Now on to the rest:

  • Al’s¬†($), Leather / financial District, but multiple locations: A Boston lunch staple. In true financial district fashion, it closes at 3pm every day. The meatball subs are pretty amazing — there’s a dedicated line for just meatball subs at lunch.
  • Atlantic Fish Company¬†($$$), Back Bay: Some of the best New England clam chowder around and excellent fish (sort of a Ruth’s Chris of seafood). The have set menu items, or you can pick one of several fresh fish (rotates like a ‘catch of the day’), along with how you want it cooked. The Ahi Tuna is superb.
  • Boloco¬†($), Multiple locations: Like Chipotle, but more options and ordering on an iPad. Good for quick bites, very good breakfast bowls.
  • Gourmet Dumpling House¬†($-$$), Chinatown:¬†Soup Dumplings¬†— pork and crab. You’re welcome. Also good lo mein and sesame chicken.
  • James Hook¬†($-$$), Financial District: Right on the water on Atlantic avenue, there are two great things here: clam chowder and lobster rolls — the no-nonsense kind that are pretty much just lightly toasted rolls, butter, and a whole lot of lobster.
  • Legal Test Kitchen¬†($$), Seaport: Regular Legal Seafoods — not really worth it. Test kitchen? Very cool menu and some interesting dishes (not just seafood). If they’re doing the seafood paella, it’s great.
  • Post 390¬†($$), Copley: My personal favorite clam chowder in the city. Great for lunch, as their take on a BLTA is really good, and solid burgers as well. They also do a great brunch on Sundays.
  • Stephanie’s on Newbury¬†($$$), Back Bay: Interesting comfort food like lobster guacamole — “classier comfort food” if there is such a thing. There’s also one on Tremont.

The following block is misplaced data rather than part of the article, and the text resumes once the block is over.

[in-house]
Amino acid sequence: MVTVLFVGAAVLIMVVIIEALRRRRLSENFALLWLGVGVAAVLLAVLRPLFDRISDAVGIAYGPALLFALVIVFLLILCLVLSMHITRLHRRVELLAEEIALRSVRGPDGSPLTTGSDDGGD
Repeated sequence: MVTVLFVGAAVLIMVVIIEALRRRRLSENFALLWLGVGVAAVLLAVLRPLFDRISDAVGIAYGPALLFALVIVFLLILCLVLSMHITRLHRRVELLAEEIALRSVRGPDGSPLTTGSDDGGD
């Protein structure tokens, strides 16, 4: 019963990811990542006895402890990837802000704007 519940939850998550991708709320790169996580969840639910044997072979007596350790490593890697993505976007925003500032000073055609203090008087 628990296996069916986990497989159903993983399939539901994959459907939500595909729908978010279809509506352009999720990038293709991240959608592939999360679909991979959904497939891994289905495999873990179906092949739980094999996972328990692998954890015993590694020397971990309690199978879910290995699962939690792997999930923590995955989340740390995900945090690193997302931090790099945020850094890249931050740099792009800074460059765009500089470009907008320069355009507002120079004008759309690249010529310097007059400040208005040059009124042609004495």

• Sweet Cheeks¬†($$), Fenway area: Biscuits you would club a seal for. Amazing Texas-style BBQ. The pork belly, briskets, collard greens, and black eyed peas are superb. Oh, and the most amazing fried chicken I’ve ever tasted (and my mom grew up in the south!).
  • Top of the Hub¬†( $$$-$$$$), Back Bay: The best view in the city — dinner at the top of Prudential tower. Lobster, filet, and all your classier stuff, with a jazz lounge as well (Prudential lounge).
  • Union Oyster House¬†($$-$$$), Fanuiel Hall: The oldest restaurant in the US or something. Great oysters, clam chowder, seafood — and JFK’s favorite. If you make reservations early, you can sit in his booth.

There are food trucks around lunch time, and The Dining Car is a great one. The Korean BBQ sliders are a favorite on the summer menu, but the lamb + black bean chili for fall / winter is on point. The food truck with the brick oven pizza is the best pizza in Boston. Related: Boston pizza sucks, not worth it overall. Go to New York.

A lot of tourists will hang out here¬†Quincy Market¬†($) in the Faneuil hall area. It’s pretty much a tourist trap and not worth it — there are a couple good seafood / lobster mac n cheese places, and Boston Chowda Co isn’t bad, but otherwise you can skip eating in this mad house. Oh and the Cheers bar here is fake, but it looks like the set. The real Cheers bar is down the street from the MA state house, but they only filmed external shots there.

Bars

  • Drink¬†($$), Seaport: A bit pricier as drinks go, but a very cool place & great vibe. They don’t go over capacity so there might be a wait, but it makes for a better experience. No cocktail menu, just really awesome bartenders — tell them what kind of drinks you like, and they’ll make something special for you. Really neat.
  • Frost¬†($$$), Faneuil Hall: Basically a novelty, but pretty cool. There’s like a $12 cover or something, and the drinks aren’t cheap, but the entire bar (including your glass) is made of ice (you get a parka / gloves to go in). Fun way to waste an hour¬†:cocktail: